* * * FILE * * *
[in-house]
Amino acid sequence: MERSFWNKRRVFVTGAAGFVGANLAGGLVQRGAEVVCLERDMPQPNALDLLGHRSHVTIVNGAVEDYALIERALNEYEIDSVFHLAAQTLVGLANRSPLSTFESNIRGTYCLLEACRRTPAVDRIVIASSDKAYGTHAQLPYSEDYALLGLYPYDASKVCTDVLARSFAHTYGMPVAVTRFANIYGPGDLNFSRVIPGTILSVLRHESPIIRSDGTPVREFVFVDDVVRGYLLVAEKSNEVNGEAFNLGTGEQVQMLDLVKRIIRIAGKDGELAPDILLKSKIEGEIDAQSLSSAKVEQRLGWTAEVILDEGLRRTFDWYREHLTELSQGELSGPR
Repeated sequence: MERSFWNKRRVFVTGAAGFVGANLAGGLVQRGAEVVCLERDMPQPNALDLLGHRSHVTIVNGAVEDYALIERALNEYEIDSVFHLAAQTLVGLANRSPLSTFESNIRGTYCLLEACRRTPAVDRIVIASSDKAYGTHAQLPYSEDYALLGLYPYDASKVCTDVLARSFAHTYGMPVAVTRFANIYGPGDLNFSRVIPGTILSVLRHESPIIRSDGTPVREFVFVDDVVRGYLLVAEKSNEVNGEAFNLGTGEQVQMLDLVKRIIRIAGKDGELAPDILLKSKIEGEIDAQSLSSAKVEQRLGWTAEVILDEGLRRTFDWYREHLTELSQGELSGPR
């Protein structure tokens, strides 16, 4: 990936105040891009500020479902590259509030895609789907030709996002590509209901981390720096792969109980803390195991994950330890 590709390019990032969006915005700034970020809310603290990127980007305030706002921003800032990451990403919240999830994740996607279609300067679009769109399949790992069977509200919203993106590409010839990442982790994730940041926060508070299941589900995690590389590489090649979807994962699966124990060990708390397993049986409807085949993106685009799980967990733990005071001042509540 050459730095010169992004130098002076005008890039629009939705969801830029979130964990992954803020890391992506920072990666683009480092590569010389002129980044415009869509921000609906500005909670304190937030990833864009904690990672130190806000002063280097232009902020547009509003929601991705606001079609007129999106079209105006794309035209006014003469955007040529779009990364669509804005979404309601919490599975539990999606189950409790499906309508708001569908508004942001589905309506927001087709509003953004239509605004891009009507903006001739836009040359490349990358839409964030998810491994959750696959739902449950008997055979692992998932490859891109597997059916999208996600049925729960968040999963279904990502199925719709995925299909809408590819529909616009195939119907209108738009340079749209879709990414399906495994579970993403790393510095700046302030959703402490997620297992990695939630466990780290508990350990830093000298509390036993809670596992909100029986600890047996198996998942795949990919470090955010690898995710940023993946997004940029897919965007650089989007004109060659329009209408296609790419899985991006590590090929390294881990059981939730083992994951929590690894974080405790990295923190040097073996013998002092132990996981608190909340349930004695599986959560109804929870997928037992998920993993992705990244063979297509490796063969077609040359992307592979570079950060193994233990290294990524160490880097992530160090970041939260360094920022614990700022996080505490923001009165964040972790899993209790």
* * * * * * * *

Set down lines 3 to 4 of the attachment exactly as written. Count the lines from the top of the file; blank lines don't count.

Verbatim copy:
Repeated sequence: MERSFWNKRRVFVTGAAGFVGANLAGGLVQRGAEVVCLERDMPQPNALDLLGHRSHVTIVNGAVEDYALIERALNEYEIDSVFHLAAQTLVGLANRSPLSTFESNIRGTYCLLEACRRTPAVDRIVIASSDKAYGTHAQLPYSEDYALLGLYPYDASKVCTDVLARSFAHTYGMPVAVTRFANIYGPGDLNFSRVIPGTILSVLRHESPIIRSDGTPVREFVFVDDVVRGYLLVAEKSNEVNGEAFNLGTGEQVQMLDLVKRIIRIAGKDGELAPDILLKSKIEGEIDAQSLSSAKVEQRLGWTAEVILDEGLRRTFDWYREHLTELSQGELSGPR
């Protein structure tokens, strides 16, 4: 990936105040891009500020479902590259509030895609789907030709996002590509209901981390720096792969109980803390195991994950330890 590709390019990032969006915005700034970020809310603290990127980007305030706002921003800032990451990403919240999830994740996607279609300067679009769109399949790992069977509200919203993106590409010839990442982790994730940041926060508070299941589900995690590389590489090649979807994962699966124990060990708390397993049986409807085949993106685009799980967990733990005071001042509540 050459730095010169992004130098002076005008890039629009939705969801830029979130964990992954803020890391992506920072990666683009480092590569010389002129980044415009869509921000609906500005909670304190937030990833864009904690990672130190806000002063280097232009902020547009509003929601991705606001079609007129999106079209105006794309035209006014003469955007040529779009990364669509804005979404309601919490599975539990999606189950409790499906309508708001569908508004942001589905309506927001087709509003953004239509605004891009009507903006001739836009040359490349990358839409964030998810491994959750696959739902449950008997055979692992998932490859891109597997059916999208996600049925729960968040999963279904990502199925719709995925299909809408590819529909616009195939119907209108738009340079749209879709990414399906495994579970993403790393510095700046302030959703402490997620297992990695939630466990780290508990350990830093000298509390036993809670596992909100029986600890047996198996998942795949990919470090955010690898995710940023993946997004940029897919965007650089989007004109060659329009209408296609790419899985991006590590090929390294881990059981939730083992994951929590690894974080405790990295923190040097073996013998002092132990996981608190909340349930004695599986959560109804929870997928037992998920993993992705990244063979297509490796063969077609040359992307592979570079950060193994233990290294990524160490880097992530160090970041939260360094920022614990700022996080505490923001009165964040972790899993209790």